This cross-sectional study was undertaken in the Department of Endocrinology, Sher-e-Kashmir Institute of Medical Sciences, Srinagar, which is a tertiary care center providing specialist services to the whole of diabetic population of Kashmir valley. It was a time bound study for 2 years and was approved by the Institute Ethical Committee. Patients with diabetes of minimum 6-month duration, in the age group of 18–60 years, were included in the study. A prior informed consent was taken for inclusion in the study, and patients were explained about the purpose of the study. Patients having complications of diabetes (acute or chronic), having any axis I psychiatric diagnosis prior to diabetes, having uncontrolled hypertension, ischemic heart disease, rheumatoid arthritis, malignancy, asthma or stroke, were excluded from the study.

A total of 527 patients met the eligibility criteria and were screened for major depressive disorder (MDD) using the Diagnostic and Statistical Manual IV (DSM IV)-based criteria system, which is sensitive and valid method for detecting depression in diabetes.[14] Montgomery–Asberg Depression Rating Scale (MADRS) and clinical global impression scales were used to assess the severity of MDD after it was established by DSM IV criteria.[15],[16]

Statistical analysis

Patients were grouped according to age, sex, marital status, occupation, family status, literacy, and intra-group difference between prevalences of depression were evaluated using Chi-square analysis with Yate's correction wherever necessary. Student's t-test in addition to Chi-square analysis was used to evaluate differences between various means. Data were analyzed using SPSS, version 20 (Armonk, NY: IBM Corp).

   Results Top

Age of patients ranged from 19 to 60 years with a mean age of 47.66 years. The prevalence of MDD in males was 34.01%, and in females was 41.84%, the difference is statistically insignificant. Unmarried patients had highest prevalence of MDD, least in widowers, and the difference was statistically significant. There were seven postgraduates in our study, in whom the prevalence of MDD was 71.42% (5), whereas in illiterates, which formed the predominant group, the prevalence was 35.54% (150) [Table 1].
Table 1: Sociodemographic factors

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Diabetes-related observations

As majority of the patient population belonged to Type 2 diabetes; hence, the maximum number of patients were on oral hypoglycemic agents (OHAs), that is, 80.83% (n = 426) and 10.62% (n = 56) had both OHAs as well as insulin in their regimen [Table 2]. The mean duration of diabetes was 6.6 ± 2.6 years in Type 2 depressed and 4.26 ± 2.72 years in Type 2 nondepressed, the difference was statistically significant (P < 0.001), whereas as in Type 1, duration was 5.7 ± 2.02 years in depressed and 4 ± 1.87 years in nondepressed patients [Table 3].
Table 2: Diabetic regimen

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Table 3: Relation of depression with fasting blood glucose level and duration of diabetes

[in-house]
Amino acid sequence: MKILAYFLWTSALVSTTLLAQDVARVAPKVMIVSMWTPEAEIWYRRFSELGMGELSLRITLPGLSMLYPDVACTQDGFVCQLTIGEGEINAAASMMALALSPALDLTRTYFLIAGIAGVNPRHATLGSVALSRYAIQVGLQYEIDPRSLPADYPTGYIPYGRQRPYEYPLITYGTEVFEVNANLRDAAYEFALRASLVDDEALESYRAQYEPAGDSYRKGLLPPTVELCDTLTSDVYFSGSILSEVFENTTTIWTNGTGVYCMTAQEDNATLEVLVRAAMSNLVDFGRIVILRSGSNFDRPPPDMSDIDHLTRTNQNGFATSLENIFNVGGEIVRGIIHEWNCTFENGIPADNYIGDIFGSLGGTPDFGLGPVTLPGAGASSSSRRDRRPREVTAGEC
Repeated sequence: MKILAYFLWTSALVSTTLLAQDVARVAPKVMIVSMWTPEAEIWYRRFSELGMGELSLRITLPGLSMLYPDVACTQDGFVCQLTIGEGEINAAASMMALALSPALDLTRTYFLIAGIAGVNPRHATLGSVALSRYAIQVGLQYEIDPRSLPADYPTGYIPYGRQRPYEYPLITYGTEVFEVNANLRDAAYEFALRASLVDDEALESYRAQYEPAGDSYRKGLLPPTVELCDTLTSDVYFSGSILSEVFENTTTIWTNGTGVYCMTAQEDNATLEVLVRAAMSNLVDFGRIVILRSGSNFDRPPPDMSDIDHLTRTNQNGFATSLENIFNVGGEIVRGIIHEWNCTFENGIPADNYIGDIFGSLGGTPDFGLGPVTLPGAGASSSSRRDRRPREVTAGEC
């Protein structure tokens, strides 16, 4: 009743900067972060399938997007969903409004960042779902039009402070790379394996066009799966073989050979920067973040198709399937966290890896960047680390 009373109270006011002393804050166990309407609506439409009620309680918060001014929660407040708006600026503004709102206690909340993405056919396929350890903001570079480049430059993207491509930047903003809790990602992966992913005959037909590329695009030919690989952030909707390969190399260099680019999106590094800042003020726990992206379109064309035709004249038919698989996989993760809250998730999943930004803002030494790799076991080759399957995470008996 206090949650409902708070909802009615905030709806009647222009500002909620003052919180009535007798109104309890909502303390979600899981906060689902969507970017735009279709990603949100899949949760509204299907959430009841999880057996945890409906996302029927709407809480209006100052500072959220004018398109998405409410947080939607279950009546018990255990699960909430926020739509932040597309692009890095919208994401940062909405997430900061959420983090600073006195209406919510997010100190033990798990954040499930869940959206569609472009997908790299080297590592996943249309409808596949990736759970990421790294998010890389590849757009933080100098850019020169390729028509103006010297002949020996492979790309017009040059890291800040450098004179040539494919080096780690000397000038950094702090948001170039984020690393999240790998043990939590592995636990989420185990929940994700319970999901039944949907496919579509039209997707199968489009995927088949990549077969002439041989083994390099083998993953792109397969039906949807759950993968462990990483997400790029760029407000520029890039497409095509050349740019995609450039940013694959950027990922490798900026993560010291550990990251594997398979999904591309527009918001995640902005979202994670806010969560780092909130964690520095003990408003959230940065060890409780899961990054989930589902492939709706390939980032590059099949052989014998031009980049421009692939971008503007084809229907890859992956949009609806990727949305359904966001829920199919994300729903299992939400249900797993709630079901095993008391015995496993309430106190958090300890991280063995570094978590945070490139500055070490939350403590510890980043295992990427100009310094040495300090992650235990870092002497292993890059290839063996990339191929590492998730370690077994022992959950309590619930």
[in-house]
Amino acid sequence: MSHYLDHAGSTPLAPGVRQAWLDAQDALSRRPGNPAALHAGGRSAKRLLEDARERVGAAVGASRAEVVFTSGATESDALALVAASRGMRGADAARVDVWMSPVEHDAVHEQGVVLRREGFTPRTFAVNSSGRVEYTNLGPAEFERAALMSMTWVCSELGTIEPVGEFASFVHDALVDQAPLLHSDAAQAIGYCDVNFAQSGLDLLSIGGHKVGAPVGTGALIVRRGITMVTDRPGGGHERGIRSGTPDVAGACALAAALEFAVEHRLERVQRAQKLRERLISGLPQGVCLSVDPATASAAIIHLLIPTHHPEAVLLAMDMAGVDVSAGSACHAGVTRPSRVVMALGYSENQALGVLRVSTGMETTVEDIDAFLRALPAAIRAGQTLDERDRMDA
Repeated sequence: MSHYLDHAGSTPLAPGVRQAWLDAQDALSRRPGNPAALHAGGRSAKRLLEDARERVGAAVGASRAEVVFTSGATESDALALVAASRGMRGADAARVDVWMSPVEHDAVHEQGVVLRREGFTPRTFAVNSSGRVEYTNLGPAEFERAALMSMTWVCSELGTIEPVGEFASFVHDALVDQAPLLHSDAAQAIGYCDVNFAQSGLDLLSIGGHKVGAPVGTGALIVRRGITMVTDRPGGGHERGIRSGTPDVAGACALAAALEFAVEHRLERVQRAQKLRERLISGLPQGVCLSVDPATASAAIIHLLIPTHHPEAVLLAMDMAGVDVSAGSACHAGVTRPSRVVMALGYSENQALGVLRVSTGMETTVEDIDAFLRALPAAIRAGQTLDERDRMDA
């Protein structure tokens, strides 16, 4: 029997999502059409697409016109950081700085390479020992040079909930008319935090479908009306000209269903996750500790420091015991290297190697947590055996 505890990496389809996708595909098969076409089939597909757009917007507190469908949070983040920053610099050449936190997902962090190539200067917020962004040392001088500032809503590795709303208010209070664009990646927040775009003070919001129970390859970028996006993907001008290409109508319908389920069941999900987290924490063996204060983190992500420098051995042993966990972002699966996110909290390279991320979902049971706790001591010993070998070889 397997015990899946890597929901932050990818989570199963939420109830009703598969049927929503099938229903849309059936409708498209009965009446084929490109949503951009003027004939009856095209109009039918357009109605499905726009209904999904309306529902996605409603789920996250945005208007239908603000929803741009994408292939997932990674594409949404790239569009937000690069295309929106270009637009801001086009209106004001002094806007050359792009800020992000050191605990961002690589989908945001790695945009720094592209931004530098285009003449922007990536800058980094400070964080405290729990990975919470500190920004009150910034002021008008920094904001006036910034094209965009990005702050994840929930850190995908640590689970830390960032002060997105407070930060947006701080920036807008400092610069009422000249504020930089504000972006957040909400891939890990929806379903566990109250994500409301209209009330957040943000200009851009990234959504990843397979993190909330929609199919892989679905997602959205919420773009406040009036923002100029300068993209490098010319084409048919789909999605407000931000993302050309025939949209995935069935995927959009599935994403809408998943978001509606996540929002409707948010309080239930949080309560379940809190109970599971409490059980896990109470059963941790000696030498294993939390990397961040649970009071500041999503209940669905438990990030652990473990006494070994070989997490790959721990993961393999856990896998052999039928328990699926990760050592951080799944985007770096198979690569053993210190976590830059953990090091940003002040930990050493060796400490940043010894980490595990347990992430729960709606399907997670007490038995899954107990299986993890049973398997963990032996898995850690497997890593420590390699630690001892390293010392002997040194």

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Association between diabetes and depression

The mean prevalence of MDD in our study was 39.65%. In Type 1 diabetics, MDD prevalence was 60%, whereas in Type 2, it was 37.75%; the difference is statically significant (P < 0.01). MADRS scores in both types of diabetics were of moderate severity [Table 4].
Table 4: Prevalence and severity of major depressive disorder in patients

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   Discussion Top

Depression may have special clinic relevance in diabetes through its association with poor glycemic control and reduced the quality of life.[17],[18] Being a common comorbid condition in people with diabetes, it has been associated with higher hemoglobin A1c levels, higher incidence of diabetes-related complications, and higher mortality rates.[18]

Sociodemographic factors

Our study was done on 527 patients of diabetes, which include Type 1 (45) and Type 2 (482). The mean age of our cases was 47.66 years with a maximum prevalence of depression in the age group of 29–38 years, having a prevalence rate of 57.57% followed by the age group of 39–48 years, which had a prevalence rate of 52.23%. There were 27.89% males (147) as compared to 72.11% females (380), and there was no statistical difference regarding sex difference as found by Popkin et al.[19] There was a statistically significant difference (χ2= 10.54; P= 0.05) between various marital status with highest prevalence of depression in unmarried group (45.45%) and least in widows/widowers (22.2%), perhaps strong pointer toward role of biological factors in the development of depression in diabetes as compared to only psychological factors. MDD was highly prevalent in literate class, and among them, postgraduates had highest prevalence (71.42%), which was statistically significant (P < 0.001). Government employees had significantly higher rates of depression (70.78%) followed by students (50%), thus the prevalence of depression did not correlate with employment, again highlighting our earlier observation of biological factors playing more role in the development of depression in diabetes. Further, the need to function at higher levels of cognition does play a role in the development of depression, as is evident by higher rates of depression in postgraduates, government employees, and students.